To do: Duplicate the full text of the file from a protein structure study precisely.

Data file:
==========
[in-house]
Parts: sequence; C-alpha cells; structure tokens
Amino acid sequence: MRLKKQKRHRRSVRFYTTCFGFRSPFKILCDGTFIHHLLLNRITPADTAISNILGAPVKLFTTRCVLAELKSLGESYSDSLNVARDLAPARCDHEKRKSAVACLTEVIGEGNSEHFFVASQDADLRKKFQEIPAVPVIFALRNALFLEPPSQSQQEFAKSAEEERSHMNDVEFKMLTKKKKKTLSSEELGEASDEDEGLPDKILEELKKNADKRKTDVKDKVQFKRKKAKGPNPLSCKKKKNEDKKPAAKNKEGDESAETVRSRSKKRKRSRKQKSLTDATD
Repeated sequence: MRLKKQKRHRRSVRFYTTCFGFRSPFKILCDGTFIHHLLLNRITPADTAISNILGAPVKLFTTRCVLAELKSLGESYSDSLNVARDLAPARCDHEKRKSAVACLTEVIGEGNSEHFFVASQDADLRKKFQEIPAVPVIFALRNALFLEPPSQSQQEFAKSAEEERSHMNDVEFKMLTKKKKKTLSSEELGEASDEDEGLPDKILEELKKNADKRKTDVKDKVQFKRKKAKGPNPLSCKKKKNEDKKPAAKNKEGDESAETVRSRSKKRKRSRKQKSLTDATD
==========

[in-house]
Parts: sequence; C-alpha cells; structure tokens
Amino acid sequence: MRLKKQKRHRRSVRFYTTCFGFRSPFKILCDGTFIHHLLLNRITPADTAISNILGAPVKLFTTRCVLAELKSLGESYSDSLNVARDLAPARCDHEKRKSAVACLTEVIGEGNSEHFFVASQDADLRKKFQEIPAVPVIFALRNALFLEPPSQSQQEFAKSAEEERSHMNDVEFKMLTKKKKKTLSSEELGEASDEDEGLPDKILEELKKNADKRKTDVKDKVQFKRKKAKGPNPLSCKKKKNEDKKPAAKNKEGDESAETVRSRSKKRKRSRKQKSLTDATD
Repeated sequence: MRLKKQKRHRRSVRFYTTCFGFRSPFKILCDGTFIHHLLLNRITPADTAISNILGAPVKLFTTRCVLAELKSLGESYSDSLNVARDLAPARCDHEKRKSAVACLTEVIGEGNSEHFFVASQDADLRKKFQEIPAVPVIFALRNALFLEPPSQSQQEFAKSAEEERSHMNDVEFKMLTKKKKKTLSSEELGEASDEDEGLPDKILEELKKNADKRKTDVKDKVQFKRKKAKGPNPLSCKKKKNEDKKPAAKNKEGDESAETVRSRSKKRKRSRKQKSLTDATD